we don't need to change how we do conservation, we need to change why we do it

The Journey (to Find a Pathway to Global Climate and Conservation Responsibility) Step 1 of 8 – Love is Personal

This is the first in what will be a series of twice-weekly posts in which, using both composition and poetry, I’ll question the possibility, explore the difficulty, and argue for the mobilization potential, of understanding the systems of Nature on a personal level.

9 A flesh-cutting net holds Life’s Canopy
Through ever-now ages of spreading Arbor;
But while it catches, aborning, fleeter wishes than fishes,
It attends without dread their release or ascension.
Just so, through each gale to some magical harbour,
Deep lashings tie Psyche’s own Shared Tapestry,
Where no gesture can falter but lands in the span
Of Pure Love’s all-embracing Attention.

If it is true, as many of us believe in our hearts, that Love of Nature (the victim) is a better guide than Fear for Humanity (the agent of harm) to lead us out of the extractivist nightmare we currently find ourselves in; and if it is also true, as indigenous cultures and this website take for granted, that our relationship with (and love for) the Natural world must furthermore be ‘personal’ (whether we wish to live ‘as-one-with’ Nature or ‘together-with’ Nature); then it is a matter of the gravest urgency that we seek to bring this love to a brilliant focus within ourselves and others on the short timeline of the global warming and species extinction emergency.

Or to determine that we can’t, and redirect our efforts accordingly.

The view that Earth is our Mother underpins the choices of all hunter-gatherer cultures even today — that is, when their choices aren’t forced by contact with, and exploitation by, corporate interests from ‘outside’. And I’m sure we can all agree that this is the kind of love — love for family members or friends as individual persons — that we’re thinking about when we say a love is personal. Even ‘propagational love’, which awakens in most of us during the confusion of adolescence, and for most of us matures with familiarity, is a bodily trigger for a passionate blending of selfhoods.

Come to think of it, the idea of "familiarity" fundamentally derives 
from the idea of the biological family progression, whereby
selves arise from ancestral selves, and pass away again
to make room for transgenerational "learning" in
the evolutionary sense. So all beings in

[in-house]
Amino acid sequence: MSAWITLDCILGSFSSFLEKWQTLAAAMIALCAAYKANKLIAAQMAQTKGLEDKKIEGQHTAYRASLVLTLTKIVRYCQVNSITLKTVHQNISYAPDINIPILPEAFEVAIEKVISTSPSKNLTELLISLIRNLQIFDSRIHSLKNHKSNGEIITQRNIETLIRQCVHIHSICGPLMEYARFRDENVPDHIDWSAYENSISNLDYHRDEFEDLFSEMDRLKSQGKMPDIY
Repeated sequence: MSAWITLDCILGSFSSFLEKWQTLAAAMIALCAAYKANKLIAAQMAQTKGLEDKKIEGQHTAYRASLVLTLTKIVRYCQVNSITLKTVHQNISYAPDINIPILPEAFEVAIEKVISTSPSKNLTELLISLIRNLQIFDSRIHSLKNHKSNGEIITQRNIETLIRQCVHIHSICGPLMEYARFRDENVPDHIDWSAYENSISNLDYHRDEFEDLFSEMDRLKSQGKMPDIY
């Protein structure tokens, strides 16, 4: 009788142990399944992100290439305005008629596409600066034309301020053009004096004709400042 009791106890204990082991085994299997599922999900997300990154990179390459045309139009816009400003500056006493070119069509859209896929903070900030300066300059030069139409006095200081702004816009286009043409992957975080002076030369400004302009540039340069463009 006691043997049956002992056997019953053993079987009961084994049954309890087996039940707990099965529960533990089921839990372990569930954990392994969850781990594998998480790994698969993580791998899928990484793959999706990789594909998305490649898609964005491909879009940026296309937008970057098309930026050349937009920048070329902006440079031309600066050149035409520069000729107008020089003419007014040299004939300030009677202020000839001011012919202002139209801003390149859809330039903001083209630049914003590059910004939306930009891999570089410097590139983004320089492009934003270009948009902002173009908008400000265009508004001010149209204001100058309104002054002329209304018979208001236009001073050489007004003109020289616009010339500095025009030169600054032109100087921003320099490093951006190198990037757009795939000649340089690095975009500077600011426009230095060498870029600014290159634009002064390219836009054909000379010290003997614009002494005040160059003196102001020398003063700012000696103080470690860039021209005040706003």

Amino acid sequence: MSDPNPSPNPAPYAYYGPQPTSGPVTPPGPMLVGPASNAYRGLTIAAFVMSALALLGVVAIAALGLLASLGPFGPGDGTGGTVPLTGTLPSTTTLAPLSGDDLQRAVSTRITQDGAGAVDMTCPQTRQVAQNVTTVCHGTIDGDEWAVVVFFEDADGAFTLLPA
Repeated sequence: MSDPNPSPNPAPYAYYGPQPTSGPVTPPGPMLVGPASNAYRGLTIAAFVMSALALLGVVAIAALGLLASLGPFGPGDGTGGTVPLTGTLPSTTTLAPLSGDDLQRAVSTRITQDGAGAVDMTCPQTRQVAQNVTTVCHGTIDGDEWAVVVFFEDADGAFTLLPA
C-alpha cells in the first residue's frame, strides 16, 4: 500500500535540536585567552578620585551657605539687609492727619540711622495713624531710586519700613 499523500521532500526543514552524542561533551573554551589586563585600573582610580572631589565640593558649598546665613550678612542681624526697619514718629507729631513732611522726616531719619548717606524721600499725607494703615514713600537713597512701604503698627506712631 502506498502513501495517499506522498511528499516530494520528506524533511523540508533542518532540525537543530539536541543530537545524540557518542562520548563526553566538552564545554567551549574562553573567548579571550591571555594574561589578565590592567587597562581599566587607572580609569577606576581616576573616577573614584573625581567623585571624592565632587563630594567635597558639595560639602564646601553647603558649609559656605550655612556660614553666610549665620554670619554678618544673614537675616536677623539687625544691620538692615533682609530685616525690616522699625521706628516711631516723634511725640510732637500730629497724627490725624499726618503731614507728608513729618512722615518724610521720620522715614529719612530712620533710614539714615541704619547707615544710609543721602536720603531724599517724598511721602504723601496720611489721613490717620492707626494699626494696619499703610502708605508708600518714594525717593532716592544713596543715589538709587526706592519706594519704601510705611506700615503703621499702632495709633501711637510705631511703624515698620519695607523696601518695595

our personal experience, and all
ideas in our heads, are
just members of one
Pan-conceived
family.

But personal love, unlike love of philosophy, science, and other conceptual ‘ideas’, is also complicated. So how does a burgeoning global population of humans, who live mostly in cities now, transpose this personal level of passion to the whole of Life on Earth? To Nature, as a ‘system’? I think these more restricted experiences of love, or rather the ‘restricting of experiences’ as when the sexual impulse ‘loses touch’ altogether with its youthful romantic affections have confused many of us adults who now hold the fate of the Earth in our hands. And when we are required to look beyond the ‘persons’ in our immediate family or tribal group, we sometimes lose sight of love altogether. In a culture of ‘rugged individualism’ love might even be reduced to love of power, selfish pleasures, or possessions, and perhaps this is why the most passionate or at least the loudest aspiration in this final stage of Humanity’s ‘extractivist disease’ might be expressed by the words: “The individual with the most toys wins!” Did this collapsed shell of passion that’s feeding the climate-change and species extinction crises consuming our planet today come about in a McLuhanesque way? Because it can be argued convincingly that the love of material things, and the passion for personal power, have been gaining in ecocidal virulence since fifty-thousand years of verbal traditions steadily unraveled in the confusion of broader, and so-less-personal, media. The least that can be said is that we became human in a far less object-ified world, a world of exploring, vibrating, intimate contact; in other words, in an animal world.

But explaining our present circumstances in terms of history, or even mapping the road from here in socioeconomic details, is not the object of this exercise. Our quest will concern itself only with the engagement, and with the transposition, of passion itself.

If we are going to make this transformation, if Love of Nature really has the power to save us, then I suggest we must start in the only way we can: from where we are. We must stand in the most passionate place, even if it’s a narrow place, that we can imagine, and then we must take a journey from here: a journey outward, until we can finally see the vast cultural, biological, and cosmic expanses whence we came. For only then can we let go of our self-serving assumptions. Only from this vantage point can we know what Nature is; understand in Nature’s terms who we truly are; and envision, with whole-hearted open-handed coordination, where we might be going.

Such a Rising (or Love Lets Go)
 Such a rising of sensation
 To the presence of a woman
 In the silence.
 Such a blossoming of stories
 For the body to tell.
 Image, scent, movement,
 And invention.
 Oh what if?
  
 I watch
 From a very little distance.
 It doesn’t take much, if any distance
 Is 'disconnection'.
  
 But I am again connected by this watchful distance,
 By this reverential framing
 Of a person,
 Of myself,
 In another story, place, relationship.
  
 Desire blossoms;
 Awareness makes room; 
 And love lets go. 

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